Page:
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Aggressive panhandlers in Joplin - KOAM TV 7

Aggressive panhandlers in Joplin

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Whether it is a crowded intersection or an isolated parking lot, getting approached by panhandlers can turn dangerous if they are being too aggressive in asking for money.
Most panhandlers can be recognized by a cardboard sign, but others are less visible and can approach you when you least expect it.  
"I just give them money whenever they need some money because you never know, maybe they are in need or maybe not, but who are we to judge them?" said Joplin resident Rudy Roearte.
But for some, it's more than an extra dime.  It's a full-time job.
"People tell me to get a job and I say I've got a job,'" said panhandler Gene Ray.  "This is hard work, it's hard work being out here on the streets. It is a hard job and it's not my job, it's my survival."
Ray says he is not an aggressive panhandler.
"If somebody wants to give, they'll give," he said.  "If they don't, well thank you anyway."
Ray says others can be aggressive though and more likely to be scam artists.
"That ruins it for the people that really need it," he said.
"Sometimes panhandlers do get aggressive and they even tend to follow our employees out to their cars on lunch breaks or when they're getting of work," said Sarah Burton, employee at Cell Phone Medics in downtown Joplin.  "It has become an increasing issue lately."
The Joplin Police Department advises people to stay inside their vehicles if they feel uncomfortable.
"If you are on the way to the building and are being approached, if they're making you uncomfortable, maybe increase your speed and tell them to get away from you, be loud with that too so others can hear," said Corporal Dan Haskins with the Joplin Police Department.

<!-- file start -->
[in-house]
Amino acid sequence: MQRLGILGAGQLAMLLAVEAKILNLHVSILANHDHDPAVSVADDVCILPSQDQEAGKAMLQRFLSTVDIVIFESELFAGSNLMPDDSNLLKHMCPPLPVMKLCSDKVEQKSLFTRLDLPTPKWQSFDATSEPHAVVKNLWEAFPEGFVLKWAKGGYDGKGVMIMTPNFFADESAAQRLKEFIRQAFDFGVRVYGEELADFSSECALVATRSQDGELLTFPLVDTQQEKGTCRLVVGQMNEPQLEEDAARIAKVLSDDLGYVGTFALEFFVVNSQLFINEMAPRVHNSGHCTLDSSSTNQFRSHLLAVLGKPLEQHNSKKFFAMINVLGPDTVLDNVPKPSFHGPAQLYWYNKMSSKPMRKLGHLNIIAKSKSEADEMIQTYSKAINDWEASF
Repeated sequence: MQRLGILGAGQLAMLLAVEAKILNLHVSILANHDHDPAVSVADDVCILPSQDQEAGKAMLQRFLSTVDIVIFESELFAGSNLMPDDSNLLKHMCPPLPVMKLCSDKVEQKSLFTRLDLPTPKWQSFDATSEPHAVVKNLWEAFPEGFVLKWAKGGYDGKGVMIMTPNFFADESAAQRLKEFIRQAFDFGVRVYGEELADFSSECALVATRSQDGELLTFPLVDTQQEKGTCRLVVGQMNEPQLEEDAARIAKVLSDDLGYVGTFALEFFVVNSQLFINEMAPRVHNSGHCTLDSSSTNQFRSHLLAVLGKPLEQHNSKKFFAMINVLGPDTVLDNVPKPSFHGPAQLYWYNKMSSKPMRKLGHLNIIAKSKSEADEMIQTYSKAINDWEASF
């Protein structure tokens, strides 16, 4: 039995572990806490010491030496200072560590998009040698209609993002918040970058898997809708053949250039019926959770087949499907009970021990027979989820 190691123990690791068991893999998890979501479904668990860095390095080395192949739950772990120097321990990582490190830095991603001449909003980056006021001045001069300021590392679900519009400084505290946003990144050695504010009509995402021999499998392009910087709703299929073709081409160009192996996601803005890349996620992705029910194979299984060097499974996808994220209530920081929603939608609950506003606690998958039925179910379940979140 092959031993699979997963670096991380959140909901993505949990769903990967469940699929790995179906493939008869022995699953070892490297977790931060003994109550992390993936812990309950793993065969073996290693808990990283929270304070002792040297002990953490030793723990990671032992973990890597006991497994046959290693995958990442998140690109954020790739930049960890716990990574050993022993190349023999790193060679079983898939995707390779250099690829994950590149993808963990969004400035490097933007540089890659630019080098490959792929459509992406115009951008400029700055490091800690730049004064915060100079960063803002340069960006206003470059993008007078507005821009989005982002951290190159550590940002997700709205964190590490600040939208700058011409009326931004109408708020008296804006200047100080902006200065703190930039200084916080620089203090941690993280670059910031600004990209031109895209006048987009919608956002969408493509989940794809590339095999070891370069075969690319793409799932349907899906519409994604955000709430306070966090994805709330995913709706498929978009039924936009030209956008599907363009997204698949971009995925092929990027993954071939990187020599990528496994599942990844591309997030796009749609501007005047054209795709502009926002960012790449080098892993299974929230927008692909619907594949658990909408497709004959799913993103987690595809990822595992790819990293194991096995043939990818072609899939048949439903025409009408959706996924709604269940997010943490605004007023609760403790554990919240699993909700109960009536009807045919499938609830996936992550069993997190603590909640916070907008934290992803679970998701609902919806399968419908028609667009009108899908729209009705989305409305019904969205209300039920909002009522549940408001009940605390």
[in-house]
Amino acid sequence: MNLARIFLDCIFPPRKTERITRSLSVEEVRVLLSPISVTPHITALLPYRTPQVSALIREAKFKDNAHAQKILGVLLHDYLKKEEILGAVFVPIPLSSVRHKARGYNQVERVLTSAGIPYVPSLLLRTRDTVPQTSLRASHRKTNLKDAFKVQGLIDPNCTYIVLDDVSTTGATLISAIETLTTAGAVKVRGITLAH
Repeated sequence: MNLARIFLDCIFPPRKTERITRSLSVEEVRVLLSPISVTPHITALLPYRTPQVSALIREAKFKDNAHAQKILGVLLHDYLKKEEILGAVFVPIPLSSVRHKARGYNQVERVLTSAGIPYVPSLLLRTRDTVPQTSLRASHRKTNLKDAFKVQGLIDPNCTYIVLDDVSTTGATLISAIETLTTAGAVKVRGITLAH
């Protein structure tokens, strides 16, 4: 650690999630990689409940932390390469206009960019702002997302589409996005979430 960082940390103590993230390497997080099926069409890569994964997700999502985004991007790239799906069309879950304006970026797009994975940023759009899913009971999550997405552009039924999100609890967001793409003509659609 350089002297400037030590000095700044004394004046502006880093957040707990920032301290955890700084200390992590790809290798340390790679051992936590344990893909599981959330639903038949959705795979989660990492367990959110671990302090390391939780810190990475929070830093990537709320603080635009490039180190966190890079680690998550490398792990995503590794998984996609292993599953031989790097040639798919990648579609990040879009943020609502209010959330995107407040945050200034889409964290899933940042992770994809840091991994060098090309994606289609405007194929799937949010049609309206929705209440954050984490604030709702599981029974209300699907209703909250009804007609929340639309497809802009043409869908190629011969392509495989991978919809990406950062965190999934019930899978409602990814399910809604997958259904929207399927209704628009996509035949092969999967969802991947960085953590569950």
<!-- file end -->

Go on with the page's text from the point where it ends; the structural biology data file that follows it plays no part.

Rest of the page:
It is legal for street panhandlers to stand on the sidewalk, but when they try to cross the street and stand on the medians, that is against the law.
"Our concern is the safety, making sure we're not getting anybody hurt out there as well as not backing up traffic," Haskins said.  "Our focus is roadway safety as well as personal safety for everybody out there."
Haskins says individuals should not feel intimidated or forced into giving money.  Rather, it should be of their free will.
Others recommend donating to a local organization or church and referring panhandlers to seek help there.
"If a person is so desperate to sit on a corner or approach somebody, they are not out to help themselves necessarily because we do have programs in the area," Burton said.
Joplin Police say if you have told someone that you do not wish to give money and the solicitor continues to follow you or ask for money, notify authorities for assistance.
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